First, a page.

While I personally don't hold the mountain of Panorama of Australia in high regard on my track list, I can respect the challenge it brings to the table, and the M3 rose to said challenge very well. There is nothing I haven't covered already; other than the braking, which, with it's high performance discs and rotor pads, is entirely up to snuff with the high speeds you can achieve. ABS is standard on the M3, which helps make it accessible to a lot of drivers; I guess that is part of the appeal, too. It's a global sports car. Anyone can drive it fast as long as they have common sense and some talent.

Our final trip took us back to Japan, to be more precise, Tokyo! Once more, the COTW producers were somehow able to get a thumbs-up from the japanese government to close off a section of the Shutoko Expressway, this time during the day. For this upcoming race, I swapped cars again, to what most claim to be the first japanese supercar; the Honda NSX-R.

It shares a lot of key strengths with the Bavarian sports car; a high-revving, well made NA engine that goes up to the moon with it's sound and power output, and it's agile through the corners, paired with an excellent gear ratio. I have said it before in person, but never in a review, but I think the NSX-R is one of the best driver's cars in the world.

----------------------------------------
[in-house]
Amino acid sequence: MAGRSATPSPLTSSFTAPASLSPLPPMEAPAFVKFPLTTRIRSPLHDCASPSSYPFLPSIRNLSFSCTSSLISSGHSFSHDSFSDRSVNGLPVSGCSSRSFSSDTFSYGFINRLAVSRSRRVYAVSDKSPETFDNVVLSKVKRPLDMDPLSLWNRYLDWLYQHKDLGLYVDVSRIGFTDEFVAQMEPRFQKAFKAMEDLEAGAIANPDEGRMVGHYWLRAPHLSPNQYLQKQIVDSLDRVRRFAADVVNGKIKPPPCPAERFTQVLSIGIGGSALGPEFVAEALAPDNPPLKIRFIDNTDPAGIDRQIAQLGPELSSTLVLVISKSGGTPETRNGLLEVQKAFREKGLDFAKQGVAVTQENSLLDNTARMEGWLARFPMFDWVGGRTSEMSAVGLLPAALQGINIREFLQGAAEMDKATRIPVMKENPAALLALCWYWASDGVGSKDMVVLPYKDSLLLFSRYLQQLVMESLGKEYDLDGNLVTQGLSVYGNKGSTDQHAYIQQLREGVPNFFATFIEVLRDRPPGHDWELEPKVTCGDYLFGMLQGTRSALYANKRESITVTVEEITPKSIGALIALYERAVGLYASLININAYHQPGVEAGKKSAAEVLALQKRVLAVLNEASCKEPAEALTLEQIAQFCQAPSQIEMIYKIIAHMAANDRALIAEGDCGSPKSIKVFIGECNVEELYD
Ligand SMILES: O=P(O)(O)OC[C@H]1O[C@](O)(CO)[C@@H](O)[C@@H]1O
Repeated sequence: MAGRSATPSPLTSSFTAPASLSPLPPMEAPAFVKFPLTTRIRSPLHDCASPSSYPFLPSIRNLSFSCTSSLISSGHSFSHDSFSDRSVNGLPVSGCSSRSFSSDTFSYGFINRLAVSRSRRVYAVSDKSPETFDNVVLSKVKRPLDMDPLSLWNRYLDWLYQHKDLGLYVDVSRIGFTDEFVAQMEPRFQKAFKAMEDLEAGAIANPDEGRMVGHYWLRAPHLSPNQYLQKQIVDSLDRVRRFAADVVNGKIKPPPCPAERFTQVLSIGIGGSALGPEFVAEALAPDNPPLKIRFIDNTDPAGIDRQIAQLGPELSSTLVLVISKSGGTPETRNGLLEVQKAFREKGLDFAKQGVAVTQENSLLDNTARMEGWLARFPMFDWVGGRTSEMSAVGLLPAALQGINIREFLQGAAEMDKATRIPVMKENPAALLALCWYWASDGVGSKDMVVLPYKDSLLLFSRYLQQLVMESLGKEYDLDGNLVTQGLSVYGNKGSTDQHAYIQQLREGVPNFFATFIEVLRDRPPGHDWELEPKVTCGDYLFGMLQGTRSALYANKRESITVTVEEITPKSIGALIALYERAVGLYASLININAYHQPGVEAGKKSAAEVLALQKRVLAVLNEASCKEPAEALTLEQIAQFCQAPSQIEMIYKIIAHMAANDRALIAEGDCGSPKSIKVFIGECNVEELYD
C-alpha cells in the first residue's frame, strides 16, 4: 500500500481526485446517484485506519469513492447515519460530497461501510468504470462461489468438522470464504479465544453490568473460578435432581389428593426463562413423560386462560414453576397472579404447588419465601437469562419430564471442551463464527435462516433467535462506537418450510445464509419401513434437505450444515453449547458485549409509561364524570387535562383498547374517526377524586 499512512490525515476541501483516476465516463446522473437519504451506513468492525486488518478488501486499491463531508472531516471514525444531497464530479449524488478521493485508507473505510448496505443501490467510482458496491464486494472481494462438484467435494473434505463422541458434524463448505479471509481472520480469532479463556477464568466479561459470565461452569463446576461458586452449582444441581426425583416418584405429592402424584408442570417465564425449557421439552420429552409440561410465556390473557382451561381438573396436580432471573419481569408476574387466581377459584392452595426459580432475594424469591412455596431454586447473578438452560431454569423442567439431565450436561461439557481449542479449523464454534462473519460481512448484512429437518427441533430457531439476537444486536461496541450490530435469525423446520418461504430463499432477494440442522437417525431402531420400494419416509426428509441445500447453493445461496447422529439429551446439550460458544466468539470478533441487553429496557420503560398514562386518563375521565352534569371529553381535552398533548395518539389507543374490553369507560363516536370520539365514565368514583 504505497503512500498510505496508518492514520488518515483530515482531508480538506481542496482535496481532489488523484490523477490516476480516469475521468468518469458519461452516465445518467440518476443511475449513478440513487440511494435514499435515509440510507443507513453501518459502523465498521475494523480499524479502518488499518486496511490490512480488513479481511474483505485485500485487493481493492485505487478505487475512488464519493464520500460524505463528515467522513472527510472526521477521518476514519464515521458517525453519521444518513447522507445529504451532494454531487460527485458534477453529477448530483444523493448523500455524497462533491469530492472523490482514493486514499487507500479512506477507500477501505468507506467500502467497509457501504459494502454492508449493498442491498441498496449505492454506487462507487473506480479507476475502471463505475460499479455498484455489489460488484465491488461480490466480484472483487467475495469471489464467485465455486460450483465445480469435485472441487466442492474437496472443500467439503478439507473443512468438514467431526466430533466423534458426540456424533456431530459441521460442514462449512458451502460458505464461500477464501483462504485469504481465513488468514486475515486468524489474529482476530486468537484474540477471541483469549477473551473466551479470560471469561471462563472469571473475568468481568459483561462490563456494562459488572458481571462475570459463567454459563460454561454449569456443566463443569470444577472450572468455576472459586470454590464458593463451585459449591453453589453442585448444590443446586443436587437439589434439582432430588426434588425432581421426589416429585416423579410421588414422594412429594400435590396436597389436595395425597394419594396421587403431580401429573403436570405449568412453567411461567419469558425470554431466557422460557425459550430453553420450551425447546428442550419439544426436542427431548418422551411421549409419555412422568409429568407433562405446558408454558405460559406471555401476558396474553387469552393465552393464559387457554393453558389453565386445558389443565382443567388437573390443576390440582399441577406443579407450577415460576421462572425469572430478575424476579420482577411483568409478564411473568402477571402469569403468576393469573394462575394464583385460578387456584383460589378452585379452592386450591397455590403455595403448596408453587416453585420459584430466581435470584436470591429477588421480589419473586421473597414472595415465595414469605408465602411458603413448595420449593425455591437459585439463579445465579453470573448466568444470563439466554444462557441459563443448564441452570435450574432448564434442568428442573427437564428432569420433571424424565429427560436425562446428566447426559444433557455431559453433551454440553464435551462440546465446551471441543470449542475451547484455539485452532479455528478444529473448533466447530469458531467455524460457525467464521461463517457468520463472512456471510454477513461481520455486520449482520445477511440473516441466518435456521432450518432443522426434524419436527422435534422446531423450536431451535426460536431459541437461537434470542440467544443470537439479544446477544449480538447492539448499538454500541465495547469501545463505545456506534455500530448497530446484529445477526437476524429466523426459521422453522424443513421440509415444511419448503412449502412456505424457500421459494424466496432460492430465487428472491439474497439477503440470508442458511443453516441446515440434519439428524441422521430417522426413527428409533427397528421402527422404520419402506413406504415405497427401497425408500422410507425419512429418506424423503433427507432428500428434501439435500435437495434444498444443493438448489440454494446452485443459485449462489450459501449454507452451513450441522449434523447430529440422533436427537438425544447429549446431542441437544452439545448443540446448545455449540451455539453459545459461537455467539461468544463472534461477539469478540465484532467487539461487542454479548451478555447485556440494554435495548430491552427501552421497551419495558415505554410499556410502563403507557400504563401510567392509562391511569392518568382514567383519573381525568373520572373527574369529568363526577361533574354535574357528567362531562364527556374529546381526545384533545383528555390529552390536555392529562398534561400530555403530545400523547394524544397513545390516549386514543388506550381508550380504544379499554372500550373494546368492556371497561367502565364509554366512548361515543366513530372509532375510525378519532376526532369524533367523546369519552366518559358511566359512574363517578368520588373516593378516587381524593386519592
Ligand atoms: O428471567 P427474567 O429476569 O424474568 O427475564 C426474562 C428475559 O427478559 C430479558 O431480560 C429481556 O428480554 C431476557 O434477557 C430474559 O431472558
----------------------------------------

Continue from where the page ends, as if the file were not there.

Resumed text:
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The COTW photographers are damn good at their job.

The NSX-R has more of a limit than the M3, or so I've found. It launches much better, even without the M3's traction control, as it's mid-engine layout gives the rear wheels more weight and grip from a standstill. No wonder it could win a quarter-mile drag race against a Ferrari 348 back when it was first shown on TV. It's also even more agile, as it's lighter by almost 300kg, but it's handling characteristics actually make it a bit harder to drive than the E46, in my opinion. You cannot be as rough with the NSX-R as you can the M3; you must be more gentle or the rear-biased weight distribution of the Honda will bite you around long sweeping corners, and it gets quite tricky to get the hang of it.